I was a scale modeller before who built models for other collectors for a very longtime, got an education as a dental prosthodontist (but didn’t pursue dentistry) and growing up in a watch repair shop gave me the useful skills that would help me in this craft. Fixing my car also contributed some know-how.

Having mentioned the above, I will tell you now that I am not a professional repairman! So please take what I do with a grain of salt and I will never be held responsible for anything wrong that will happen to you and your project. I hope that the pros would guide and teach us but nobody is writing anything.

As my collection of repair notes grew, I get requests from people with similar interests and from professionals who just needed some notes just in case. Now, I am sharing my library with you for your entertainment and reference. I hope that you find my work useful.

Disassembly:

The lens is prone to accumulate dusts and crud in the middle elements due to the pump action when you zoom in and out. There are also many places where junk can come in so many lenses found in the used market are dusty inside. Another problem for this lens is its tendency to develop a film of haze in the inner elements. This haze can be anything, it is usually evaporated lubricants settling on the surface of the glass which you will need to clean as soon as possible before it etches the glass. Another is fungi because the glass at the center is vulnerable when you pump air in and out as you zoom. Finally, cemented elements may develop balsam separation which is kind of common with this lens. Haze is more likely than balsam separation but I have seen samples of this with that problem so it can happen. Check the lens very well before you buy purchase it, caveat emptor!

My article will show you how to clean these common problems (if cleanable). Any issues with the barrel isn’t covered here but thankfully, mechanical problems are rare with this lens since they’re built very well and there aren’t many electronic parts that can fail. This is an easy job for me and it took me less than 30 minutes to do this. If you are new to this, send this lens to a real repairman because you will need the right tools for the job!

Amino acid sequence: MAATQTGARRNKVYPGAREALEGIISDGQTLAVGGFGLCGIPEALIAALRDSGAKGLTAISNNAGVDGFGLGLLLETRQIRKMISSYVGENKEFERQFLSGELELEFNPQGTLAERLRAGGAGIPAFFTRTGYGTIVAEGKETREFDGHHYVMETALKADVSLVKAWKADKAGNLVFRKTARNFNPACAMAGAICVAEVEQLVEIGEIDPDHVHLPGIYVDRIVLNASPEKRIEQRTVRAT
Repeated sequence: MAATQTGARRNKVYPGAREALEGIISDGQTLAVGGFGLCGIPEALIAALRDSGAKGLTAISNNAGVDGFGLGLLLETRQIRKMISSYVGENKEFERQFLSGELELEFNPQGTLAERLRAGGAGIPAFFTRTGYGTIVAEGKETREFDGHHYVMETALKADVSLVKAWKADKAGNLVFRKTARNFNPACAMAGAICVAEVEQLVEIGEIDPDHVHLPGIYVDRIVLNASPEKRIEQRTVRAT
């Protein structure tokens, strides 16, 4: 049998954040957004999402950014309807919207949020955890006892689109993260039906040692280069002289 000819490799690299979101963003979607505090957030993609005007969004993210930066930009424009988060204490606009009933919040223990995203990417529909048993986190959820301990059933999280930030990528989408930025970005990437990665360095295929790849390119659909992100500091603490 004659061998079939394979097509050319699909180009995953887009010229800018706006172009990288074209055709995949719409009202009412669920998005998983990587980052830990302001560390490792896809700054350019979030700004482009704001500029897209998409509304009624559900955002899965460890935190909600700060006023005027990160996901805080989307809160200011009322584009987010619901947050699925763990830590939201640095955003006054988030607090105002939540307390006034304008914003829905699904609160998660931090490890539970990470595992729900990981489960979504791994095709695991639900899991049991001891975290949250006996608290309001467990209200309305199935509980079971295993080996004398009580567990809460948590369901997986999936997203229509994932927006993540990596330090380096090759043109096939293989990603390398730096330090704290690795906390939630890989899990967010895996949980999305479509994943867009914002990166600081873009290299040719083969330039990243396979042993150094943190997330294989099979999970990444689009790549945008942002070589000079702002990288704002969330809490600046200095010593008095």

IMG_5902With a rubber cup, carefully remove the name ring. It can be very delicate because it is a cheap plastic part. This part may be glued or secured with lacquer and if yours is hard to remove then try and put a drop of alcohol at the seams. Let that sit and work on the glue before you attempt to remove it again. The key here is to be very careful and patient.

IMG_5903The name ring comes off just like this. It’s not really grippy at all so you may have to use a little bit of effort to get this off using your rubber cup or stopper. The best way to access this is to set the lens to 28mm and manually focus the lens to 0.7m. This’ll extend the lens so that the front is easier to reach. Be careful of the front element while working on this.

IMG_5904Now that the name ring is gone, the front elements group can now be removed safely. It’s being secured by the name ring and it’s also being secured by some glue or lacquer. Use a rubber cup to remove this just like you did the name ring. Make sure that your tools will never ever come into contact with the front element or else you risk damaging it.

IMG_5905The central floating elements group can be removed using a spanner that is long enough to reach this thing. It’s deep inside the lens so you will need the right tool for this. Extract this with a lens sucker once it has been unscrewed.  Don’t drop this thing to the floor!

IMG_5906And here it is! Putting this back can be tricky as you will have to position this carefully in the barrel. Be careful not to cross-thread this while you screw it back into place. That’s all when it comes to the elements that you can access from the front, let’s move to the rear!